Where will you find our stories in the Upper Peninsula? Look around you. They are in our ancient “painted” sandstone cliffs…the splintered ship hulls at the bottom of our Great Lakes…the abandoned copper and iron mines that birthed boom towns across our wilderness.

But for a deeper look into our stories, visit these 10 museums. Each tells pieces of the U.P.’s rich history, opens your eyes to the diverse cultures that still influence our region and shares the grueling struggles and world-changing successes of our past and present residents. Once you start…you won’t want to stop discovering. Plan your trip and stay update to date!

  1. Quincy Mine
    Location: 49750 US-41, Hancock; part of the Keweenaw National Historical Park
    The Quincy Mine is the premier location to learn about the extensive history, culture and legacy of copper mining in the area. Highlights of your visit will include interpretive exhibits, a ride on a cog-rail tram car, and guided tours of the Number 2 Hoist House and seventh level of the mine.
    Interesting Fact: When the mine ceased production in 1945, the Quincy Number 2 shaft was the world's longest mineshaft and utilized the world's largest steam-driven mine hoist.
  2. A.E. Seaman Mineral Museum of Michigan Tech
    Location: Michigan Technological University, 1404 Sharon Ave., Houghton
    This museum is so significant it is the official mineral museum of the State of Michigan. You can spend hours viewing this internationally-acclaimed collection of over 25,000 specimens from around the world, many of which are from the Lake Superior region.
    Interesting Fact: This is home to a world-record-holding, 17-ton native copper slab.
  3. Michigan Iron Industry Museum
    Location: 73 Forge Rd., Negaunee
    Immersive exhibits allow you to imagine what it was like to work in one of the Marquette County Iron Range’s mines in the mid-1800s.
    Interesting Fact: This is the site of the first iron forge in the Lake Superior region.
  4. Marquette Maritime Museum
    Location: 300 Lake Shore Blvd., Marquette
    No trip to the Great Lakes region would be complete without a tour of a lighthouse and a chance to learn about the history and importance of these critical navigational aids. More than just a lighthouse, you can take escorted, interpretive tours of the grounds and learn more about the maritime history of Lake Superior and the iron ore trade.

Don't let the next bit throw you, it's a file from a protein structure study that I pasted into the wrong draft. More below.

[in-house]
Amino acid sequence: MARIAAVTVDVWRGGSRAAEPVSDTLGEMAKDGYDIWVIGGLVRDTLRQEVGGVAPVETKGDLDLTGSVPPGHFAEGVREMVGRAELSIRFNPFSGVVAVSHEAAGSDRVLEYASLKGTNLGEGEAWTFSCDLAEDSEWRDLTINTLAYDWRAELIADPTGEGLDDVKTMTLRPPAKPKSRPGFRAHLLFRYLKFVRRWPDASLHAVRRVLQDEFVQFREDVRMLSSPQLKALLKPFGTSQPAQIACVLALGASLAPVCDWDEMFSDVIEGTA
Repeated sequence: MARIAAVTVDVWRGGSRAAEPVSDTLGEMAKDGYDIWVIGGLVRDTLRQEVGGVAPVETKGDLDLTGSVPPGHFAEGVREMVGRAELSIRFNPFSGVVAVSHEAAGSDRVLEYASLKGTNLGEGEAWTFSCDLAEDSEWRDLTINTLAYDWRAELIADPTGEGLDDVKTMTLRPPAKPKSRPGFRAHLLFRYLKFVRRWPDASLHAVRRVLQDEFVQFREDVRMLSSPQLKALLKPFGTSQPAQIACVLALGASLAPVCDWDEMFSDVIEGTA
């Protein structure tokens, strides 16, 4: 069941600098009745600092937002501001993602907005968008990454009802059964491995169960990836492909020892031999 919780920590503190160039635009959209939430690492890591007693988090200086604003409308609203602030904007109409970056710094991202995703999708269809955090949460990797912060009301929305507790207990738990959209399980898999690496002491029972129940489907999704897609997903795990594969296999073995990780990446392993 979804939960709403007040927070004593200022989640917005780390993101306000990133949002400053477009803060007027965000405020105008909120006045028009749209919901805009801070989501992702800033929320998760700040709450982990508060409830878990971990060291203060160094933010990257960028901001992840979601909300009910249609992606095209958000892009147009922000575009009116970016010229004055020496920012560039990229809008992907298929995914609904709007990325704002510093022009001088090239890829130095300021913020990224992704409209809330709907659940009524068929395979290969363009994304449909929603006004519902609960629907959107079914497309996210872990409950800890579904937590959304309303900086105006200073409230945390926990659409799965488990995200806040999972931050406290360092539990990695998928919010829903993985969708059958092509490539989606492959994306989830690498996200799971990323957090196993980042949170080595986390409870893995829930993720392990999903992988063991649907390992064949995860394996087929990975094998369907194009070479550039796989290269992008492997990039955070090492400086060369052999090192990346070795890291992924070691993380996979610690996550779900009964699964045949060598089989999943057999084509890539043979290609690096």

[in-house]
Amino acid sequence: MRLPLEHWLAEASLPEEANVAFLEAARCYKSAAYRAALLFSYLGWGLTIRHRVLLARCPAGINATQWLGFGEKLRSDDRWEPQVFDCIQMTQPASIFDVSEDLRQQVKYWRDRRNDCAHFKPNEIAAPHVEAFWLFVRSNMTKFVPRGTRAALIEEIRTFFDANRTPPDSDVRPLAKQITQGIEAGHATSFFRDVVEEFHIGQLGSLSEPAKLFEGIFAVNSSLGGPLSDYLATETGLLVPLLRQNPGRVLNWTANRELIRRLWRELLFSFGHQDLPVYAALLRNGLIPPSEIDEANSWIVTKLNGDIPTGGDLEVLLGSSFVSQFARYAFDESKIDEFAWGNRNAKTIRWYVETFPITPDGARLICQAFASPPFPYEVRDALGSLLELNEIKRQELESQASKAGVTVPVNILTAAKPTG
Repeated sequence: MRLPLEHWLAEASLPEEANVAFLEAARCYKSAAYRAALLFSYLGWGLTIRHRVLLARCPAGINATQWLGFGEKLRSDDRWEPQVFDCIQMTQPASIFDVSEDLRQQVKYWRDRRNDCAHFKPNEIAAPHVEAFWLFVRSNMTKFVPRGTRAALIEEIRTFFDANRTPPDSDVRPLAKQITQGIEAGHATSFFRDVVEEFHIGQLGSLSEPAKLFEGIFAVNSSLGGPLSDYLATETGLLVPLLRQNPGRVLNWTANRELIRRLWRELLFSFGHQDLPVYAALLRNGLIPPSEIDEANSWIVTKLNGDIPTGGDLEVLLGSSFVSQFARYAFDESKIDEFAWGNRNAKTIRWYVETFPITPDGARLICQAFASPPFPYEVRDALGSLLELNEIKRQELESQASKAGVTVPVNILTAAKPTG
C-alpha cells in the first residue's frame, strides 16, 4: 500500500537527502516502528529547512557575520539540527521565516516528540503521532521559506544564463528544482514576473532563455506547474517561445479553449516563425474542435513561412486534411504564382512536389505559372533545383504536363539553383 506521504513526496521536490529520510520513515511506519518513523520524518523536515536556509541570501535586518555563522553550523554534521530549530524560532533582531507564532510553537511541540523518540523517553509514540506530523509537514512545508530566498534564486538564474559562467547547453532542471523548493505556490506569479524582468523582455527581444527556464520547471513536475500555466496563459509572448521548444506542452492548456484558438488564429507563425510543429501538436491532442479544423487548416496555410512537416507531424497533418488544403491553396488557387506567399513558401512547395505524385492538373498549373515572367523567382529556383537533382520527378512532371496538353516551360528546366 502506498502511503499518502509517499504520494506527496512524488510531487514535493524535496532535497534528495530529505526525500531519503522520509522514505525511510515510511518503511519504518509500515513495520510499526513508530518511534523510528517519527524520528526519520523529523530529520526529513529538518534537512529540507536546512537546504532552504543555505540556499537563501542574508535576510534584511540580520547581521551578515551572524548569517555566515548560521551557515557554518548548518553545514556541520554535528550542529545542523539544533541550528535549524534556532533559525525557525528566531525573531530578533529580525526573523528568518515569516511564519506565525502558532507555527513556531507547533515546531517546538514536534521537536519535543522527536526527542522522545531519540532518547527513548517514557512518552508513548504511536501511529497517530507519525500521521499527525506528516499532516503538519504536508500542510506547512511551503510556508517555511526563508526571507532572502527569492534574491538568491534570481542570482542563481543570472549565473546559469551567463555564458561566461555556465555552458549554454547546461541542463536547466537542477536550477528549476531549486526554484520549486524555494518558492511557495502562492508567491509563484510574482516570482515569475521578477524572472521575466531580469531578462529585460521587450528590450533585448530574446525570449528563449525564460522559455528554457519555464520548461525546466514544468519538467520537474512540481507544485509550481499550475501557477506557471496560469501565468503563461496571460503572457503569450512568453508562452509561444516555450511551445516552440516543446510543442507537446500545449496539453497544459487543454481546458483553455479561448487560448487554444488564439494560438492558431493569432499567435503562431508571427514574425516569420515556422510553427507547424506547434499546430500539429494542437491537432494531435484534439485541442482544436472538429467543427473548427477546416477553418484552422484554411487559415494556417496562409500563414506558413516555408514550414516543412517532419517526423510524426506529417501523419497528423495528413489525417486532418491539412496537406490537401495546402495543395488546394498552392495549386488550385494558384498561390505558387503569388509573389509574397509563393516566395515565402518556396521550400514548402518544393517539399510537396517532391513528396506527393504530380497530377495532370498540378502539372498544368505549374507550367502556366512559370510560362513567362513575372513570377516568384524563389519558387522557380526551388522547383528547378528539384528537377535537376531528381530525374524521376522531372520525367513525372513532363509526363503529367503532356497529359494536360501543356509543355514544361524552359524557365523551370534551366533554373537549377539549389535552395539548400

Interesting Fact: This is the home of one of the most photographed lighthouses in the Great Lakes region.
  5. Pickle Barrel House Museum
    Location: Lake Ave & Randolph St., Grand Marais
    Here’s your chance to visit a one-of-a-kind pickle barrel cottage and see what it was like living in it! This unusual summer cabin was commissioned by William Donahey (author, illustrator, cartoonist and creator of the Teenie Weenies cartoon). It was a surprise for his wife (author Mary Dickerson Donahey) to inspire their writing.
    Interesting Fact: The Donaheys originally built this cabin in the woods at Grand Sable Lake. As much as they wanted it for a summer getaway, it turned out to be an annoyance for them. So many curious visitors came to see it that the Donaheys eventually sold it, and the cabin moved to Grand Marais in 1936.
  6. Top-of-the-Lake Snowmobile Museum
    Location: W11660 US-2, Naubinway
    The U.P. is one of our nation’s top snowmobiling destinations. At this museum, you will experience the history of sleds, prototypes, race sleds and memorabilia.
    Interesting Fact: This museum was named the Best Snowmobile Museum in North America by SnowGoer Magazine in 2013.
  7. Great Lakes Shipwreck Museum
    Location: 18335 N Whitefish Point Rd., Paradise
    These emotionally powerful exhibits illuminate the haunting world of Lake Superior shipwrecks and highlight the perils of maritime transport on the Great Lakes. In addition to the exhibits, you can tour a variety of historic buildings.
    Interesting Fact: You can see the bell from the wreck of the SS Edmund Fitzgerald on display at this museum.
  8. Museum of Ojibwa Culture
    Location: 500 N State Street, St Ignace
    A trip to the U.P. would be lacking without an opportunity to learn about Ojibwa culture. This museum features both indoor and outdoor exhibits that provide glimpses into native culture and life.
    Interesting Fact: This museum is registered as a National Historic Landmark, Michigan Historic Site and on the National Register of Historic Places.
  9. Soo Locks Visitor Center
    Location: 312 W Portage Ave., Sault Ste. Marie
    Learn about one of the great wonders of the modern world and witness one of the busiest waterway traffic systems on the planet. Explore the exhibits in the visitor center to learn about the history of the locks and how they work. Be sure to check with the front desk staff for estimated boat schedules. You can watch ships that are 1000-feet long pass through the locks.
    Interesting Fact: 90 percent of the world’s iron ore passes through the Soo Locks.
  10. Museum Ship Valley Camp
    Location: 326 E Portage Ave., Sault Ste. Marie
    You have a unique opportunity to explore this ship from deck to engine room to pilothouse. The 20,000 square-foot cargo holds are filled with hundreds of artifacts, paintings, shipwreck items, maritime history exhibits and aquariums.
    Interesting Fact: It is an actual Great Lakes freighter.

These museums illustrate the history and culture of the Upper Peninsula. Not only are they educational and entertaining but are a great activity for the whole family which will truly enhance your Upper Peninsula experience.